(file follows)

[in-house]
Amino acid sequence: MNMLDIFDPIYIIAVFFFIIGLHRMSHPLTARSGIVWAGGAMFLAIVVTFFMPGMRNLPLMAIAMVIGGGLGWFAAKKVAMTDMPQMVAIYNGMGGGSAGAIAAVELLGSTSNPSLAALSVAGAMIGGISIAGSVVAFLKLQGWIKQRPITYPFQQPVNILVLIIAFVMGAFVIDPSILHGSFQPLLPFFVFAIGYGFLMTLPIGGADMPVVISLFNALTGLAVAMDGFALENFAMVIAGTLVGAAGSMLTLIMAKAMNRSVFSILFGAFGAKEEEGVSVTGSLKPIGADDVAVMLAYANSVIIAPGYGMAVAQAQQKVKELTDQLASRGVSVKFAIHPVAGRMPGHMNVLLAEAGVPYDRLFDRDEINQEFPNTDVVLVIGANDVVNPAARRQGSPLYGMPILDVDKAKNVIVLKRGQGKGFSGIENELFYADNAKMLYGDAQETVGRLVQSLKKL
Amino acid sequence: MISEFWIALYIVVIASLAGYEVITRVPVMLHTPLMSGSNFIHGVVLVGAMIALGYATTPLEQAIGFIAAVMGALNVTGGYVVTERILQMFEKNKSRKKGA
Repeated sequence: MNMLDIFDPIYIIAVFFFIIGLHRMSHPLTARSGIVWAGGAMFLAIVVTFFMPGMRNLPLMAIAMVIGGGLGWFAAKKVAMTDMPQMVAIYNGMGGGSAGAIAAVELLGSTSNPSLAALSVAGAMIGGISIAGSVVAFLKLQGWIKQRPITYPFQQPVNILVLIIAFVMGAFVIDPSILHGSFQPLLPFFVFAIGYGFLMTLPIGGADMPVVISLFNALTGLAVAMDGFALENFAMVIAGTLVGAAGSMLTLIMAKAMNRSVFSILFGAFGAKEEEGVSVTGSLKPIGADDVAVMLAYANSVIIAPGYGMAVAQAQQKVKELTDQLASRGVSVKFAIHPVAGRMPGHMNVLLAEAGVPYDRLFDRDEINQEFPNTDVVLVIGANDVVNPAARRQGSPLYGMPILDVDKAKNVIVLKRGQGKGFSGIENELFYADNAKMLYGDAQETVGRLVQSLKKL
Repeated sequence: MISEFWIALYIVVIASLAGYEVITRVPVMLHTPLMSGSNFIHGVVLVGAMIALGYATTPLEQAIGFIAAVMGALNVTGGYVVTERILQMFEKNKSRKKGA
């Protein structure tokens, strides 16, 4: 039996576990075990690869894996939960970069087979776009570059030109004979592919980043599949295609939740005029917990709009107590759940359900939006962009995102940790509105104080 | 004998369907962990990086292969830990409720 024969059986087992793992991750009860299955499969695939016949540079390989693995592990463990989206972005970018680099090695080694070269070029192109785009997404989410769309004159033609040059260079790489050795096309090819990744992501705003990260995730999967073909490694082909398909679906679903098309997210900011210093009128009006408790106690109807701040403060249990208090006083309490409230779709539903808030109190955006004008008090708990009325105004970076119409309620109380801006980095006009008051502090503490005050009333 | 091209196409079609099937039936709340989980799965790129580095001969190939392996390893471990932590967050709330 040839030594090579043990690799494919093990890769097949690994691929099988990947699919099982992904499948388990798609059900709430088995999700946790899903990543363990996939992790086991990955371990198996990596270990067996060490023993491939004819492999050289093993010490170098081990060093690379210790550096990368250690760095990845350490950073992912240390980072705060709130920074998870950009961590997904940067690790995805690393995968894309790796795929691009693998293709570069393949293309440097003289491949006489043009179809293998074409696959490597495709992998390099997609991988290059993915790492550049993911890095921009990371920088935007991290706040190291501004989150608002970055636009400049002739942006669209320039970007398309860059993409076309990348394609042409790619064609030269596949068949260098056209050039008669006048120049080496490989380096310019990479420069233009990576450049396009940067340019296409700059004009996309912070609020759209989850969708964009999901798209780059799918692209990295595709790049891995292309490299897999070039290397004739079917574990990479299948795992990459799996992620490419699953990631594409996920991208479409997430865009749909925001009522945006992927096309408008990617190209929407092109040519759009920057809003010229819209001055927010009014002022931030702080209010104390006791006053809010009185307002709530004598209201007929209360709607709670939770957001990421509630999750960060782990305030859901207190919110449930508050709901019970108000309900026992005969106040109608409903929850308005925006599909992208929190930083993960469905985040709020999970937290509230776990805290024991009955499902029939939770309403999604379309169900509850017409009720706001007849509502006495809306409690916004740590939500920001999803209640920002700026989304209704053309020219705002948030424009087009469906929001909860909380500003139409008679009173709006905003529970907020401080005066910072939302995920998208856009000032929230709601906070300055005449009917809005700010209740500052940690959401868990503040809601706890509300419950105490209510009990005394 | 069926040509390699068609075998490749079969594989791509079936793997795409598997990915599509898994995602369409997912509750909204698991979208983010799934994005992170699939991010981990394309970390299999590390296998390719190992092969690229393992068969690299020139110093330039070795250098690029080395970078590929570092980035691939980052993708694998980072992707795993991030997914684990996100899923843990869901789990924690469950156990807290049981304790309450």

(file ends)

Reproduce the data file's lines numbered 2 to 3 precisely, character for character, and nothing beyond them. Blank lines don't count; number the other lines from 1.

Amino acid sequence: MNMLDIFDPIYIIAVFFFIIGLHRMSHPLTARSGIVWAGGAMFLAIVVTFFMPGMRNLPLMAIAMVIGGGLGWFAAKKVAMTDMPQMVAIYNGMGGGSAGAIAAVELLGSTSNPSLAALSVAGAMIGGISIAGSVVAFLKLQGWIKQRPITYPFQQPVNILVLIIAFVMGAFVIDPSILHGSFQPLLPFFVFAIGYGFLMTLPIGGADMPVVISLFNALTGLAVAMDGFALENFAMVIAGTLVGAAGSMLTLIMAKAMNRSVFSILFGAFGAKEEEGVSVTGSLKPIGADDVAVMLAYANSVIIAPGYGMAVAQAQQKVKELTDQLASRGVSVKFAIHPVAGRMPGHMNVLLAEAGVPYDRLFDRDEINQEFPNTDVVLVIGANDVVNPAARRQGSPLYGMPILDVDKAKNVIVLKRGQGKGFSGIENELFYADNAKMLYGDAQETVGRLVQSLKKL
Amino acid sequence: MISEFWIALYIVVIASLAGYEVITRVPVMLHTPLMSGSNFIHGVVLVGAMIALGYATTPLEQAIGFIAAVMGALNVTGGYVVTERILQMFEKNKSRKKGA